The WWII Ancestor Saga of Miss Piggy, Bert and Yoda


The puppet is 20 inches tall, hand painted and carved from wood, his uniform tattered and torn. But for all he endured for more than 80 years – buried in a backyard in Belgium at the start of World War II, dug up after the war and embarking on a nine-day transatlantic journey, stored and almost forgotten in a attic in Oakland, Calif. — he remains, with his black toothbrush mustache and right arm raised in a Nazi salute, immediately and chillingly recognizable.

This is a depiction of Hitler, hand-sculpted and painted in the late 1930s by an amateur Dutch puppeteer, Isidore (Mike) Oznowicz, and dressed by his Flemish wife, Frances, while they lived in pre-war Belgium.

The Hitler puppet, an instrument of parody and defiance, offers an intriguing insight into the strong puppet tradition of the family of the man who rescued it from that attic: Frank Oz, one of its creators’ sons, who is became one of the best-known puppeteers of the 20th century, bringing Cookie Monster, Bert, Miss Piggy and others to life through his collaborations with Jim Henson, and later becoming a force in the Star Wars films, giving the speak to Yoda. The puppet will be shown publicly for the first time later this month at the Contemporary Jewish Museum in San Francisco.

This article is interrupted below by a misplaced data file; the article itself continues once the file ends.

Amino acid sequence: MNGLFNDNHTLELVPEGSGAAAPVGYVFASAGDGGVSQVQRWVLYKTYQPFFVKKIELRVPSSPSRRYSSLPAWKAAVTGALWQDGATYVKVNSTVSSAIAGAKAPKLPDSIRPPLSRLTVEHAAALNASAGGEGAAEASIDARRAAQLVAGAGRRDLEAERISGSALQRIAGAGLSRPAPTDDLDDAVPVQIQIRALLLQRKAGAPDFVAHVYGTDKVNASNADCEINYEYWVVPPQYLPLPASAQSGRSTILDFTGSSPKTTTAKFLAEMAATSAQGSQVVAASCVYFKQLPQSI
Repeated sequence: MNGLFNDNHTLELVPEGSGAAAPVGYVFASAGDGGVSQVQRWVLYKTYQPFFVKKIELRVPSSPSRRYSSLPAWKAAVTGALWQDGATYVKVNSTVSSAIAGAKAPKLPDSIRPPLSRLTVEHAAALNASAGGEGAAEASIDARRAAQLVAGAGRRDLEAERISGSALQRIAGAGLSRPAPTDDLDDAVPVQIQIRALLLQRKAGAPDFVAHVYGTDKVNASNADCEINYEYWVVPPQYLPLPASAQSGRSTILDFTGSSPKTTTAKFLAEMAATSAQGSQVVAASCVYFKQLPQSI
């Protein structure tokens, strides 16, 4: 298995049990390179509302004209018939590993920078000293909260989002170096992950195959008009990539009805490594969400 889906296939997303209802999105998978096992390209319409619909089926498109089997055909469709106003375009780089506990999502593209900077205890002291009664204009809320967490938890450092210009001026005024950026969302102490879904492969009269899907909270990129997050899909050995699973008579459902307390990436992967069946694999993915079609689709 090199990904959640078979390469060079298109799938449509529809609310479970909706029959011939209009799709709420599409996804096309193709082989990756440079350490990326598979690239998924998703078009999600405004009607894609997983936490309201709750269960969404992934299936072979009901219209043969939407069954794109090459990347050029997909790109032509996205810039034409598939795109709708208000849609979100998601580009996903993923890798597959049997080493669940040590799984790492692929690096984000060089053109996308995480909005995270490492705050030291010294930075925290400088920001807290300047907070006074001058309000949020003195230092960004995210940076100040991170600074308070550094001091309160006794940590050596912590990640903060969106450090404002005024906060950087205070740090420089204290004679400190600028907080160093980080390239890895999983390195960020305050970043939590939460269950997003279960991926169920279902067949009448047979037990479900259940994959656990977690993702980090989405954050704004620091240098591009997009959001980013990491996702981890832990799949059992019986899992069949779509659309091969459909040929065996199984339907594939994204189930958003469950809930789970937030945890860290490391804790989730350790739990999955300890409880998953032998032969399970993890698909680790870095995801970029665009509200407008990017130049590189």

Oz’s father has been drawn to puppets since the day he, aged 11, walked past a street performance of colorful, oversized Sicilian puppets in Antwerp. “As a youngster, I was interested in three-dimensional things,” Oznowicz told the San Francisco Chronicle in 1990. After arriving in Oakland in 1951, Oz’s parents founded the Bay Puppeteers Guild. from San Francisco, and the family living room became a gathering place for puppet makers and enthusiasts from across the region. Oz learned to string puppets from his father, and as a teenager earned $25 an hour doing puppet shows and was an apprentice puppeteer at Children’s Fairyland, an amusement park.

But Oz – who turned his puppet successes into a long acting and directing career – was never drawn to continuing the family tradition.

“It was a great training ground for me until I turned 18 and I said, I’m done with this, I don’t want to be a puppeteer,” said Oz, 78 years old, in a recent interview while sitting on a bench. at Riverside Park in New York. “I never wanted to be a puppeteer. I want to be a journalist, actually.

It was a chance meeting with Henson, whom he met at a puppeteer convention when he was still a teenager, that changed the course of his life.

“I really don’t care about puppets,” Oz said, in the mist of a light June rain. ” I really do not know. And never did. And Jim showed me how to be successful. Then I achieved what I didn’t initially want, but the joy was working with Jim and the Muppets.